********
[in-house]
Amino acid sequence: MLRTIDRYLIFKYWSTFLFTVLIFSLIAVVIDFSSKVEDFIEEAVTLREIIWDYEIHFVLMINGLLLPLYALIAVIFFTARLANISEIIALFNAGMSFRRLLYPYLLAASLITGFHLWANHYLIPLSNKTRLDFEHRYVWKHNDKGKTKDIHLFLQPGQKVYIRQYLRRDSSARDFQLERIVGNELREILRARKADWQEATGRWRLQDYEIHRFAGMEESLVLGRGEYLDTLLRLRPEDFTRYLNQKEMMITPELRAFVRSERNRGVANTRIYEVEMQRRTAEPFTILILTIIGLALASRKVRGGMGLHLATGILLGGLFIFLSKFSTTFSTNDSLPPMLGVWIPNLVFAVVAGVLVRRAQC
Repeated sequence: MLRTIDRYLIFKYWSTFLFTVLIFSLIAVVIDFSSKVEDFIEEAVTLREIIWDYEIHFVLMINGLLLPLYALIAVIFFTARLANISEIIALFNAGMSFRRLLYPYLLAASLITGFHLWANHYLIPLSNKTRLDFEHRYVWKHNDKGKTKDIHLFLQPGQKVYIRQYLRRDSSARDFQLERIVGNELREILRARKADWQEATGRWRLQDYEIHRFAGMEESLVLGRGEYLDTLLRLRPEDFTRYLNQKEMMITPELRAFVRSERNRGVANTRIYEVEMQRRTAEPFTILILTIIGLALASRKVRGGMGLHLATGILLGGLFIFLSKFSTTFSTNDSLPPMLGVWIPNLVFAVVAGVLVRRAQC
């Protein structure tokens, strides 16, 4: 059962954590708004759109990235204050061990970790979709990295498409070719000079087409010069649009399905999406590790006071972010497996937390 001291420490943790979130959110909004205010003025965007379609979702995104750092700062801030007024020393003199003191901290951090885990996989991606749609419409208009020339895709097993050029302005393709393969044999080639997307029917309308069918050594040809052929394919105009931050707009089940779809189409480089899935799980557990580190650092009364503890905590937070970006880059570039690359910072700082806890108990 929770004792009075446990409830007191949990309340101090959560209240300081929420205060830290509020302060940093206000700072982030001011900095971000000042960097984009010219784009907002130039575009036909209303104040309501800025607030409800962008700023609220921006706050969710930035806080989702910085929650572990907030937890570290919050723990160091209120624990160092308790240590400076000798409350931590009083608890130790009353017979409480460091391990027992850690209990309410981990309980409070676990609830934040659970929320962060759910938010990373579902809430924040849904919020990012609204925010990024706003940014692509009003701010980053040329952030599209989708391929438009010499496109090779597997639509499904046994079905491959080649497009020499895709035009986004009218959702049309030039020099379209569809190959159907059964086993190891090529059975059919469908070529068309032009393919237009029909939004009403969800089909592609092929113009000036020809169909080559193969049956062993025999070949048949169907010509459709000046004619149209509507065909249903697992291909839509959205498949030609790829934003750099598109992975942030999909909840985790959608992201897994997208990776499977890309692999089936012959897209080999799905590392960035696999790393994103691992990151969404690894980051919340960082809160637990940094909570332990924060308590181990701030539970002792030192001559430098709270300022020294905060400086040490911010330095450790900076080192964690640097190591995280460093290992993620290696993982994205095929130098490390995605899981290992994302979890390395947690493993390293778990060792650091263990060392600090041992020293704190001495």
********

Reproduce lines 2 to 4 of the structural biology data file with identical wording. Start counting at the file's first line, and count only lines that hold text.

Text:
Amino acid sequence: MLRTIDRYLIFKYWSTFLFTVLIFSLIAVVIDFSSKVEDFIEEAVTLREIIWDYEIHFVLMINGLLLPLYALIAVIFFTARLANISEIIALFNAGMSFRRLLYPYLLAASLITGFHLWANHYLIPLSNKTRLDFEHRYVWKHNDKGKTKDIHLFLQPGQKVYIRQYLRRDSSARDFQLERIVGNELREILRARKADWQEATGRWRLQDYEIHRFAGMEESLVLGRGEYLDTLLRLRPEDFTRYLNQKEMMITPELRAFVRSERNRGVANTRIYEVEMQRRTAEPFTILILTIIGLALASRKVRGGMGLHLATGILLGGLFIFLSKFSTTFSTNDSLPPMLGVWIPNLVFAVVAGVLVRRAQC
Repeated sequence: MLRTIDRYLIFKYWSTFLFTVLIFSLIAVVIDFSSKVEDFIEEAVTLREIIWDYEIHFVLMINGLLLPLYALIAVIFFTARLANISEIIALFNAGMSFRRLLYPYLLAASLITGFHLWANHYLIPLSNKTRLDFEHRYVWKHNDKGKTKDIHLFLQPGQKVYIRQYLRRDSSARDFQLERIVGNELREILRARKADWQEATGRWRLQDYEIHRFAGMEESLVLGRGEYLDTLLRLRPEDFTRYLNQKEMMITPELRAFVRSERNRGVANTRIYEVEMQRRTAEPFTILILTIIGLALASRKVRGGMGLHLATGILLGGLFIFLSKFSTTFSTNDSLPPMLGVWIPNLVFAVVAGVLVRRAQC
């Protein structure tokens, strides 16, 4: 059962954590708004759109990235204050061990970790979709990295498409070719000079087409010069649009399905999406590790006071972010497996937390 001291420490943790979130959110909004205010003025965007379609979702995104750092700062801030007024020393003199003191901290951090885990996989991606749609419409208009020339895709097993050029302005393709393969044999080639997307029917309308069918050594040809052929394919105009931050707009089940779809189409480089899935799980557990580190650092009364503890905590937070970006880059570039690359910072700082806890108990 929770004792009075446990409830007191949990309340101090959560209240300081929420205060830290509020302060940093206000700072982030001011900095971000000042960097984009010219784009907002130039575009036909209303104040309501800025607030409800962008700023609220921006706050969710930035806080989702910085929650572990907030937890570290919050723990160091209120624990160092308790240590400076000798409350931590009083608890130790009353017979409480460091391990027992850690209990309410981990309980409070676990609830934040659970929320962060759910938010990373579902809430924040849904919020990012609204925010990024706003940014692509009003701010980053040329952030599209989708391929438009010499496109090779597997639509499904046994079905491959080649497009020499895709035009986004009218959702049309030039020099379209569809190959159907059964086993190891090529059975059919469908070529068309032009393919237009029909939004009403969800089909592609092929113009000036020809169909080559193969049956062993025999070949048949169907010509459709000046004619149209509507065909249903697992291909839509959205498949030609790829934003750099598109992975942030999909909840985790959608992201897994997208990776499977890309692999089936012959897209080999799905590392960035696999790393994103691992990151969404690894980051919340960082809160637990940094909570332990924060308590181990701030539970002792030192001559430098709270300022020294905060400086040490911010330095450790900076080192964690640097190591995280460093290992993620290696993982994205095929130098490390995605899981290992994302979890390395947690493993390293778990060792650091263990060392600090041992020293704190001495």